Future Tense

Voting Selfies Violate the Sanctity of the Ballot Box. That’s a Good Thing.

A voter leaves the polling booth after filling out her ballot for the New Hampshire GOP primary on Jan. 10, 2012.

Photo by Justin Sullivan/Getty Images

In one of his more controversial essays, E.B. White writes about politicians, religion, and the dogma of democracy. In 1956’s “Bedfellows,” White aptly observing that the “Democracy is itself a religious faith. For some it comes to being the only formal religion they have.”

Prescient and wise though he was on certain matters, the famously reclusive White could not have foreseen the appeal of selfies and the slavish devotion of those who snap them, nor their place in debates about suffrage. Selfie takers may be radiant, but they’re not terribly humble and can be a bit piggish. The advent of the selfie ballot may be causing a spiritual crisis for those who worship democracy.

To produce a ballot-box selfie, complete the following steps: Take a photo of yourself with your marked ballot. Use flash only as needed, i.e., when your district’s booth is relegated to the dark corner of the high school gym. Collect your “I voted” sticker, and Photoshop image thereof into original photo. (This part is optional but encouraged.) Post to social media platform of choice. Rocking of vote complete. Watch the likes roll in—that is, of course, as long as you’re not in Indiana.

On Monday, the New York Times reported on a newly enacted Indiana law, in which a voter may not take a photo of her ballot in the polling place to distribute or share using social media. The photos may be shared, however, to document a problem or malfunction with voting system. Indiana is hardly the first state to adopt such a law. White’s beloved Maine amended its code in 2011 to remove a pre-existing (pre–selfie heyday!) ban on sharing of photos of one’s ballot. Research by the Digital Media Law Project indicates that while only a handful of states explicitly ban recordings inside the polling place, there are actually plenty of laws on the books that, if fully enforced, would stifle ballot selfie expression. And until recently, New Hampshire voters were also bound by a law that left them free to live, but not to post. Earlier this month, the U.S. District Court in New Hampshire overturned the law on the grounds that it amounted to a content-based restriction on speech, giving Kardashian lovers everywhere reason to celebrate and bow down to the altar of the “gram.”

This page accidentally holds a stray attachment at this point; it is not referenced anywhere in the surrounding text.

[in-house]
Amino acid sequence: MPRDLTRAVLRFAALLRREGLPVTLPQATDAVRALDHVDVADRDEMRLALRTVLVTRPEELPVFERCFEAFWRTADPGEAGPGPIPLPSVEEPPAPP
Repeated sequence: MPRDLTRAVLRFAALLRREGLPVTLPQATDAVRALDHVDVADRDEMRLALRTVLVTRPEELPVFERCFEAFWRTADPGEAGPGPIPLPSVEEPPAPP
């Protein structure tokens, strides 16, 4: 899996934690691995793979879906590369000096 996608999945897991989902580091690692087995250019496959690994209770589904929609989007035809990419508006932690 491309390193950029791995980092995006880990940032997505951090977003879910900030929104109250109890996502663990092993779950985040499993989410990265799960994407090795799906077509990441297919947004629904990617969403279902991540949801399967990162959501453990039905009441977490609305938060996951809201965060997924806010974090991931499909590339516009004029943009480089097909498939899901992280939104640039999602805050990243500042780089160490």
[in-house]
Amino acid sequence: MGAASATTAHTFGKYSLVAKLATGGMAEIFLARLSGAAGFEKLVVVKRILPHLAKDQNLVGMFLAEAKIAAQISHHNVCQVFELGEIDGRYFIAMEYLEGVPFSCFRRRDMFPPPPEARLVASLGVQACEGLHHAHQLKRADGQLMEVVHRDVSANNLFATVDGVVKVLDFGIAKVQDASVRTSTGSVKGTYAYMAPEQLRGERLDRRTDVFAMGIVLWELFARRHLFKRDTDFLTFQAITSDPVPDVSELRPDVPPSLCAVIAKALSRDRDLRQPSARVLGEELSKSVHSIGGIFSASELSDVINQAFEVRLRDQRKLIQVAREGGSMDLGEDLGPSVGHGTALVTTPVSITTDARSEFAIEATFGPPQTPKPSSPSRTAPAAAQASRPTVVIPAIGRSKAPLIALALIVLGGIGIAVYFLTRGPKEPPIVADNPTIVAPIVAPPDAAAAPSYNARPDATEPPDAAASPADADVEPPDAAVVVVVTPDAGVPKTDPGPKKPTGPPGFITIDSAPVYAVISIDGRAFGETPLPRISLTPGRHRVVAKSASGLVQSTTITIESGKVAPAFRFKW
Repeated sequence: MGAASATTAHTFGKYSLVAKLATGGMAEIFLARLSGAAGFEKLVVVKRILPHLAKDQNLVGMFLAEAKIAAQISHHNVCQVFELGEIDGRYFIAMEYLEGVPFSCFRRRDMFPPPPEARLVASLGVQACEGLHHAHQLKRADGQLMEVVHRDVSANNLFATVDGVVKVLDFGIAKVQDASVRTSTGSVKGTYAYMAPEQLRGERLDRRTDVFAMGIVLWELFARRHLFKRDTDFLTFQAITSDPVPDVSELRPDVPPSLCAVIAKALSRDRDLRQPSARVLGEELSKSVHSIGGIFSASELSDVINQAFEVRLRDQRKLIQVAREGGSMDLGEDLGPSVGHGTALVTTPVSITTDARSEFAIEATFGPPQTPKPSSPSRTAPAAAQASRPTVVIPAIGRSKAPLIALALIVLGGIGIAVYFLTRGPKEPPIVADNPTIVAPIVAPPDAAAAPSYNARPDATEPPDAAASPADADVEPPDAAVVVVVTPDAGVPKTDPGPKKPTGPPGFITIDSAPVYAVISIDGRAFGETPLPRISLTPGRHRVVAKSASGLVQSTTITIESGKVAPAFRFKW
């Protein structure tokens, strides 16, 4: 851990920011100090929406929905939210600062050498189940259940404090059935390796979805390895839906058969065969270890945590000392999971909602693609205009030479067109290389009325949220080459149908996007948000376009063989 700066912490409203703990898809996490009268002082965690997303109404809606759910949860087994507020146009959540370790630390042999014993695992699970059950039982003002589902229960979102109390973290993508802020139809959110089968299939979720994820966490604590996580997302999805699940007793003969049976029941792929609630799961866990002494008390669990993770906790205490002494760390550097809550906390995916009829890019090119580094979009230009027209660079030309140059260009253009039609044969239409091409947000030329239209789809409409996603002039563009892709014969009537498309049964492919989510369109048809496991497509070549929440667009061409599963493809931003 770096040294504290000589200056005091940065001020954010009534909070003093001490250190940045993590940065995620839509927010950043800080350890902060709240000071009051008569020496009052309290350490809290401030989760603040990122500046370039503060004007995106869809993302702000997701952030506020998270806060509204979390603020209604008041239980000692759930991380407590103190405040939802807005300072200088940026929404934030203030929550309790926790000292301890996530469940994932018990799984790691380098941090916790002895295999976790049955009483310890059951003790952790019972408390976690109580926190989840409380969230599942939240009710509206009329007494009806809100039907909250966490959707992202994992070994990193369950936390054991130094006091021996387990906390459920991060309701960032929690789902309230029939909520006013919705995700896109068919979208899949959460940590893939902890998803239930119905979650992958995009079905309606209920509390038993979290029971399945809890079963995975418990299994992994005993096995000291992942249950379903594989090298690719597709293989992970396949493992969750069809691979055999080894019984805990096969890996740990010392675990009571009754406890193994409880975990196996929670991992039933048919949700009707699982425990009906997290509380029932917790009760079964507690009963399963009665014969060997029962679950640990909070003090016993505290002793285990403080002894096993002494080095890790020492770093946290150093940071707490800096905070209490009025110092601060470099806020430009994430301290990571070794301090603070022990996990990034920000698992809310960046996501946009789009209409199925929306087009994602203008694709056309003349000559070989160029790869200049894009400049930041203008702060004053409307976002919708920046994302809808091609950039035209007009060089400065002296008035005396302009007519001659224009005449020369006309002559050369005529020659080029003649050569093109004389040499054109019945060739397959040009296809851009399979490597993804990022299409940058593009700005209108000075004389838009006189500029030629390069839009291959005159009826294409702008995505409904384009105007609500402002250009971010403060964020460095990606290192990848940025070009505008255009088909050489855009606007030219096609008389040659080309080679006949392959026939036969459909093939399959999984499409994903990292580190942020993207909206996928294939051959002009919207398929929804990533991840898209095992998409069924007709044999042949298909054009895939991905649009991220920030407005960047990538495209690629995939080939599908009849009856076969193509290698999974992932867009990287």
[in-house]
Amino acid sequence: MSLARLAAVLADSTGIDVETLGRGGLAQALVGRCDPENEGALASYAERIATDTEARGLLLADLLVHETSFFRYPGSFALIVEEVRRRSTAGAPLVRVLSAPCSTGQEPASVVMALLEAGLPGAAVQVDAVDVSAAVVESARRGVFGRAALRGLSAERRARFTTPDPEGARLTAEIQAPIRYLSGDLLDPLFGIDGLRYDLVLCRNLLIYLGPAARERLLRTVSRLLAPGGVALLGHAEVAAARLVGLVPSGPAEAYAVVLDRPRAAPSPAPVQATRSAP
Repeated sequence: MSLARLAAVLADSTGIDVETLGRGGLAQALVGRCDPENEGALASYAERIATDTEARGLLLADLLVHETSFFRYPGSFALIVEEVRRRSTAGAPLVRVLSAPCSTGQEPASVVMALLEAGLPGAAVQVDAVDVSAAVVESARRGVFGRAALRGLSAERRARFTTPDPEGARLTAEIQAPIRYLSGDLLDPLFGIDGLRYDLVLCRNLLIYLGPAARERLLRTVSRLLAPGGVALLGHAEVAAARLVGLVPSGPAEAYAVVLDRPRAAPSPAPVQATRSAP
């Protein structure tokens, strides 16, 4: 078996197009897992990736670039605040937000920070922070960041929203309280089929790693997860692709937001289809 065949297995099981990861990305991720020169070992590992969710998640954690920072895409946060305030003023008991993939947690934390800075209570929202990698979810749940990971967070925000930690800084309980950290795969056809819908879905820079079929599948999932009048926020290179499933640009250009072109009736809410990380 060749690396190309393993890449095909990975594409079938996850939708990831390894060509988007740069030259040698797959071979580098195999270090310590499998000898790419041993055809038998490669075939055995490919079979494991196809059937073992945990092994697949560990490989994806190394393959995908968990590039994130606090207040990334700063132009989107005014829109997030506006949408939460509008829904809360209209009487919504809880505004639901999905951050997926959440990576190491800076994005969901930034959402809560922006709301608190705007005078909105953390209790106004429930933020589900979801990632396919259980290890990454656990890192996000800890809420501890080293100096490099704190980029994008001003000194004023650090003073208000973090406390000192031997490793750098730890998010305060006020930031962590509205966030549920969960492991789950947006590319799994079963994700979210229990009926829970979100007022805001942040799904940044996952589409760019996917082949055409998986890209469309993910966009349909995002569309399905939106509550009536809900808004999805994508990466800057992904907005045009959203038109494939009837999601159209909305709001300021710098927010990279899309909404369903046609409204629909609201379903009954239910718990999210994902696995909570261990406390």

In 2014, New Hampshire updated a decades-old election law to extend the general ban on a voter sharing her marked ballot to specifically prohibit social distribution. The rationale? Selfies and the information they contain could lead to coercion and vote buying. Boss Tweed political-machine types and corporate overlords with a cause, the argument goes, will demand voting booth selfies as proof that smartphone-wielding employees are toeing the party and company line. The increasing political influence of corporations is real and a source of concern. The prospect of a resurgence of vote-buying by powerful interests is scary. It is also already illegal.

The Indiana and New Hampshire legislatures’ motivations in banning the ballot selfie may or may not be noble. Underlying the laws is the notion of a pure voting experience unsullied by external forces, a celebration of political expression, of participation, of the power of the one, of the power of the many. Voting is the cornerstone of our democracy, so this is appealing stuff. I admire the instinct to protect the vote. Despite whiffs of paternalism, it’s a welcome balancing influence to the unfailing belief in transparency as a cure to all political woes. But the doctrinaire approach—protect the sanctity the booth—misses an important point: It’s hard to celebrate by yourself. One need look no further than the Iowa caucuses for proof that politics is a team sport. Democracy (when it’s functioning as intended) is a religion open to all. So it is with the selfie. Selfies are meant to be shared for all to see and comment upon. And I expect the tweeting masses won’t give up on the right to frame without a fight, or, at the very least, a rousing debate.